Friday, March 22, 2002
Islam vs. DictatorNicholas Kristoff takes time out from paranoid anti-gun ranting to raise an interesting point: Is democracy our friend or enemy in the Muslim world? The response of much of the Muslim world to American pressure after 9/11 has been to crack down on radical Islam, which has had the side effect of eliminating what shreds of freedom and democracy exist. Kristoff questions whether America should be in the business of promoting authoritarianism, even in the name of suppressing anti-American, pro-terrorist extremists.
Kristoff cites Yemen's experience -- where fundamentalist Islam gained power through democratic means, and then lost public support because of its extremism. And he argues
Egypt has been torturing Islamic fundamentalists for decades. Same with Algeria. Yet the only place where fundamentalists seem to be clearly losing popularity is Iran, where they alienated ordinary people by ruling them.It's a good point. But Muslim zealots still control Iran, so they're not exactly a powerful data point in favor of democracy. And Kristoff neglects to mention Turkey, a (basically) democratic regime that forcibly suppresses Islamic fundamentalism and which probably not coincidentally is our only true ally in the Muslim world.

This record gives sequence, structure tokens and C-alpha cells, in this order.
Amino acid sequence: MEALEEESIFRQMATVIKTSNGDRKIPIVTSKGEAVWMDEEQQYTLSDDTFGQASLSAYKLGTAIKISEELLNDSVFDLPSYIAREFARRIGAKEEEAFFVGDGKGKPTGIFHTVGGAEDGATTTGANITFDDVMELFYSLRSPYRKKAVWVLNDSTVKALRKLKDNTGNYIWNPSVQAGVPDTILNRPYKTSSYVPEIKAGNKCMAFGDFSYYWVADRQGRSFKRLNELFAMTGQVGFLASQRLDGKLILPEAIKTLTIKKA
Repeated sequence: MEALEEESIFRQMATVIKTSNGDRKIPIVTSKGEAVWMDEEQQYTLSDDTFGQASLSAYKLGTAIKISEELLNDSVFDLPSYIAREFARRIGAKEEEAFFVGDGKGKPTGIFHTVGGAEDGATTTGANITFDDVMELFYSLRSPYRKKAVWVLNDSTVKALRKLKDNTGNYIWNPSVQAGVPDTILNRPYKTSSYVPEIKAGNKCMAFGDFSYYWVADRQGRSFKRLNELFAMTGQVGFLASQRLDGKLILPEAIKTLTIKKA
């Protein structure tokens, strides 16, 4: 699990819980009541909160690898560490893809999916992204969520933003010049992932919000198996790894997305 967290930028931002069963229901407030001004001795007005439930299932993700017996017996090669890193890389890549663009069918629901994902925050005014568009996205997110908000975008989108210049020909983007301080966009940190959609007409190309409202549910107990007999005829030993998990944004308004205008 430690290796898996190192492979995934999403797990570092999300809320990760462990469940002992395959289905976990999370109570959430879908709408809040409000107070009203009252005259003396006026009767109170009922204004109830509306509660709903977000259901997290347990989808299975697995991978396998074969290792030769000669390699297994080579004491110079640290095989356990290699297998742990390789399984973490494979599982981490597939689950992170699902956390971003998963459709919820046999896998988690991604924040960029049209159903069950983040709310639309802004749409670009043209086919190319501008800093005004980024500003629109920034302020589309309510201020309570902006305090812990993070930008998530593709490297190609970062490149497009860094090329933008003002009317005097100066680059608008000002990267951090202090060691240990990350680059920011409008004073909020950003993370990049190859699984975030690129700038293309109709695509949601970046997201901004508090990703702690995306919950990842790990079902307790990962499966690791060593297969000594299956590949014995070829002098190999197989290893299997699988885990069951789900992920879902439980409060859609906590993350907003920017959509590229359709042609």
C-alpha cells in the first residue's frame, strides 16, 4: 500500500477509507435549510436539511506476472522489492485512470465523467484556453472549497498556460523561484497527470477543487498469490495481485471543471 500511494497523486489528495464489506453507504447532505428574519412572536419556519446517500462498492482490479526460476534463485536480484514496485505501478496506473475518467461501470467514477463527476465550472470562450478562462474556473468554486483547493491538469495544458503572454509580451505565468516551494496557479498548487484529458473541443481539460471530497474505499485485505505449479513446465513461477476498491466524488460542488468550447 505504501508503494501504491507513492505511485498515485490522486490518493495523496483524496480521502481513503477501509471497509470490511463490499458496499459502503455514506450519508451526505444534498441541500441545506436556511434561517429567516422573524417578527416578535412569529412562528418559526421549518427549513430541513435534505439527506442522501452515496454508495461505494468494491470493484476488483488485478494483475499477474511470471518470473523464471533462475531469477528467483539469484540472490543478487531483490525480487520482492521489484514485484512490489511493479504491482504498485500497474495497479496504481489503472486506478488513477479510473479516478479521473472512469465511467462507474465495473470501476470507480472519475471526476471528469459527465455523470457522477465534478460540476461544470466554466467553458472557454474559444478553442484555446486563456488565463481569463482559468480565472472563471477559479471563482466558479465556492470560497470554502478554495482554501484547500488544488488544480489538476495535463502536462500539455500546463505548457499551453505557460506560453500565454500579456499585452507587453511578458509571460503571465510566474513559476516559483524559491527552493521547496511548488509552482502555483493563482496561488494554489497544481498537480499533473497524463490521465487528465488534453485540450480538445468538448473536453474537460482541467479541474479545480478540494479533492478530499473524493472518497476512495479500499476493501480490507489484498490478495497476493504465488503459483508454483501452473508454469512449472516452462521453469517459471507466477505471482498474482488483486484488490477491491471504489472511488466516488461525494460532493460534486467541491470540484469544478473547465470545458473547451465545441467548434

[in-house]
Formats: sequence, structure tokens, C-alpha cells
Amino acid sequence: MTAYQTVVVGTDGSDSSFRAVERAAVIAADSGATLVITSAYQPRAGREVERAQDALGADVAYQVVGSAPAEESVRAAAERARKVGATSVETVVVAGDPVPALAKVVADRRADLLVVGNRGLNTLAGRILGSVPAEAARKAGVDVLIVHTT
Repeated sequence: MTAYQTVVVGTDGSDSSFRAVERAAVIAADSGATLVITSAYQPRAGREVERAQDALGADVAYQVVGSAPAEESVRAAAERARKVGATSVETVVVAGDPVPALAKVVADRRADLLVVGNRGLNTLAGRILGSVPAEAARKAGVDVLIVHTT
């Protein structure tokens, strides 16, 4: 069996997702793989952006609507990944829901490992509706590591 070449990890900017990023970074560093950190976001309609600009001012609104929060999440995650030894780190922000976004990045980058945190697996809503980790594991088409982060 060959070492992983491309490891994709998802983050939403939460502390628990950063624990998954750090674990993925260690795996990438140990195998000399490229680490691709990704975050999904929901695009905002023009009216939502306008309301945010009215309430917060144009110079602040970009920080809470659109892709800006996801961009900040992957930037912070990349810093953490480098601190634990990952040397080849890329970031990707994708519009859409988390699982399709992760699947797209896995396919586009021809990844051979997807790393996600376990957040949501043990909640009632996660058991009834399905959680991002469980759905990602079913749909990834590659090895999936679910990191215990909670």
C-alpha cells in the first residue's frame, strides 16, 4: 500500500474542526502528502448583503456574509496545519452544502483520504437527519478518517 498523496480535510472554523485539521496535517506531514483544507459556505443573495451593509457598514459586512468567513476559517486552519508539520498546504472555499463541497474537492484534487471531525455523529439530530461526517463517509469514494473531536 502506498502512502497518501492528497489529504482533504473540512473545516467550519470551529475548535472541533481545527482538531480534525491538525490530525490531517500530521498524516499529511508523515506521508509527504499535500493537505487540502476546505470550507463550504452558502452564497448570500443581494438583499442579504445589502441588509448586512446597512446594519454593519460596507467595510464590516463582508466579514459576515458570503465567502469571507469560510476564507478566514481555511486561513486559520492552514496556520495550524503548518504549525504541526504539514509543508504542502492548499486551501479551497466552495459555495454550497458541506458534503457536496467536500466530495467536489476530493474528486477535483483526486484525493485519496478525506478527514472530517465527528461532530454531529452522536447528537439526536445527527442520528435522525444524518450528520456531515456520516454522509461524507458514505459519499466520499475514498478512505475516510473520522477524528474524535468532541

It's a tough question, and for a change I don't have a flip, easy answer.
[Update: That doesn't mean other people don't; Stephen Green at Vodkapundit trashes the column. I don't disagree with Green's premises that (1) Kristoff is naive, and (2) Islamo-fascism is extremely dangerous, and that democracy shouldn't be exalted over more fundamental principles like human decency, the rule of law, freedom, etc. If democracy is simply a means for anti-democrats to gain power, it's worse than useless. I'm just not convinced that in the long term, propping up dictators on the lesser-of-two-evils theory that at least they're not Islamic religious fanatics will work. After all, that's the strategy that created the current Iranian regime.]
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